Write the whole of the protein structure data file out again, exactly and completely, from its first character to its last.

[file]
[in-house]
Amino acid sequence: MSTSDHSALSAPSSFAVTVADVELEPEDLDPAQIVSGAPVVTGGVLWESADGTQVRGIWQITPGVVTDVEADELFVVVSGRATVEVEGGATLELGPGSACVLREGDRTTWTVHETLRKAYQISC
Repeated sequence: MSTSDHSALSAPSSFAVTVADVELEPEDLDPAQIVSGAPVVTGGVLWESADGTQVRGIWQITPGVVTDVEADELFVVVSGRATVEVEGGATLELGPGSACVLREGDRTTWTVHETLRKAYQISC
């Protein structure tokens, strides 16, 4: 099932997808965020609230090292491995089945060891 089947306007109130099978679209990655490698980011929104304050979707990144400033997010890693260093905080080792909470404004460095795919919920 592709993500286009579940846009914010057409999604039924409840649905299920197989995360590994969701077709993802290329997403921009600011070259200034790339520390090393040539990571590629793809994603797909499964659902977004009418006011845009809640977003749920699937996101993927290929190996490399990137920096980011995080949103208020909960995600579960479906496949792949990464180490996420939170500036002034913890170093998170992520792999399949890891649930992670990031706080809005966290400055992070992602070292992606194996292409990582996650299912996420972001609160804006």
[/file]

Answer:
[in-house]
Amino acid sequence: MSTSDHSALSAPSSFAVTVADVELEPEDLDPAQIVSGAPVVTGGVLWESADGTQVRGIWQITPGVVTDVEADELFVVVSGRATVEVEGGATLELGPGSACVLREGDRTTWTVHETLRKAYQISC
Repeated sequence: MSTSDHSALSAPSSFAVTVADVELEPEDLDPAQIVSGAPVVTGGVLWESADGTQVRGIWQITPGVVTDVEADELFVVVSGRATVEVEGGATLELGPGSACVLREGDRTTWTVHETLRKAYQISC
């Protein structure tokens, strides 16, 4: 099932997808965020609230090292491995089945060891 089947306007109130099978679209990655490698980011929104304050979707990144400033997010890693260093905080080792909470404004460095795919919920 592709993500286009579940846009914010057409999604039924409840649905299920197989995360590994969701077709993802290329997403921009600011070259200034790339520390090393040539990571590629793809994603797909499964659902977004009418006011845009809640977003749920699937996101993927290929190996490399990137920096980011995080949103208020909960995600579960479906496949792949990464180490996420939170500036002034913890170093998170992520792999399949890891649930992670990031706080809005966290400055992070992602070292992606194996292409990582996650299912996420972001609160804006």